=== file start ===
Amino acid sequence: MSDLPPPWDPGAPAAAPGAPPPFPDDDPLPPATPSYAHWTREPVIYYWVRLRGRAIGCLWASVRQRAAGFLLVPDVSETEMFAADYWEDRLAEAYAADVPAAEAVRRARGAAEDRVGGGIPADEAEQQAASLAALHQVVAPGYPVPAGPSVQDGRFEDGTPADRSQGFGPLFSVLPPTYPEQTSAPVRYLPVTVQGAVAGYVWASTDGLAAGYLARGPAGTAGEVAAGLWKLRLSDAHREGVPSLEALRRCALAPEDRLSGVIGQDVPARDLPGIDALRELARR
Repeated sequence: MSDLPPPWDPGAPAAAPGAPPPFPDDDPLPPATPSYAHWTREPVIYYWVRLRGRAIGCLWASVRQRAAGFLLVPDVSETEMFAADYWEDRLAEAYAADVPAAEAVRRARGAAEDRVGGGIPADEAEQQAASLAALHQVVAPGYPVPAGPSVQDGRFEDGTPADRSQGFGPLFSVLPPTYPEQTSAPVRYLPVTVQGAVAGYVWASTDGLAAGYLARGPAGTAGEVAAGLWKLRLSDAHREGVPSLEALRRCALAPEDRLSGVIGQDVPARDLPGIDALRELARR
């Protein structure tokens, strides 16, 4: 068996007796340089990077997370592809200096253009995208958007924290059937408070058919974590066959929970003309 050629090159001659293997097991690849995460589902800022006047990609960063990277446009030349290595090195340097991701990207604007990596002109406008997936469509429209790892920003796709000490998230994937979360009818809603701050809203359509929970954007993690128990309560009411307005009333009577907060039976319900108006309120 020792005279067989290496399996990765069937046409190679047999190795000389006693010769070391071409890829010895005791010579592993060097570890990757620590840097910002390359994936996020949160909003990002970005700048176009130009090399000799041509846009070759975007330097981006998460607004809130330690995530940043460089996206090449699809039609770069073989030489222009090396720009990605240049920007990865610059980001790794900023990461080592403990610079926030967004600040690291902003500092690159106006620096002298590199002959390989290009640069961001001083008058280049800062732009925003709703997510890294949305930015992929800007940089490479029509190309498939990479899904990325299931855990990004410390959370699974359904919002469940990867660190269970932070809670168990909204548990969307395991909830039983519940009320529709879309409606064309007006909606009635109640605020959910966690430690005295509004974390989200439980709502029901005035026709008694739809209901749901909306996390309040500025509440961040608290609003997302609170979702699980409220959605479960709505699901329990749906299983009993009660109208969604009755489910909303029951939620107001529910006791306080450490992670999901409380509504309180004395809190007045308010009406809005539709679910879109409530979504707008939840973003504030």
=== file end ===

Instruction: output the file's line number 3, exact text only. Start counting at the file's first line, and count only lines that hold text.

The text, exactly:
């Protein structure tokens, strides 16, 4: 068996007796340089990077997370592809200096253009995208958007924290059937408070058919974590066959929970003309 050629090159001659293997097991690849995460589902800022006047990609960063990277446009030349290595090195340097991701990207604007990596002109406008997936469509429209790892920003796709000490998230994937979360009818809603701050809203359509929970954007993690128990309560009411307005009333009577907060039976319900108006309120 020792005279067989290496399996990765069937046409190679047999190795000389006693010769070391071409890829010895005791010579592993060097570890990757620590840097910002390359994936996020949160909003990002970005700048176009130009090399000799041509846009070759975007330097981006998460607004809130330690995530940043460089996206090449699809039609770069073989030489222009090396720009990605240049920007990865610059980001790794900023990461080592403990610079926030967004600040690291902003500092690159106006620096002298590199002959390989290009640069961001001083008058280049800062732009925003709703997510890294949305930015992929800007940089490479029509190309498939990479899904990325299931855990990004410390959370699974359904919002469940990867660190269970932070809670168990909204548990969307395991909830039983519940009320529709879309409606064309007006909606009635109640605020959910966690430690005295509004974390989200439980709502029901005035026709008694739809209901749901909306996390309040500025509440961040608290609003997302609170979702699980409220959605479960709505699901329990749906299983009993009660109208969604009755489910909303029951939620107001529910006791306080450490992670999901409380509504309180004395809190007045308010009406809005539709679910879109409530979504707008939840973003504030």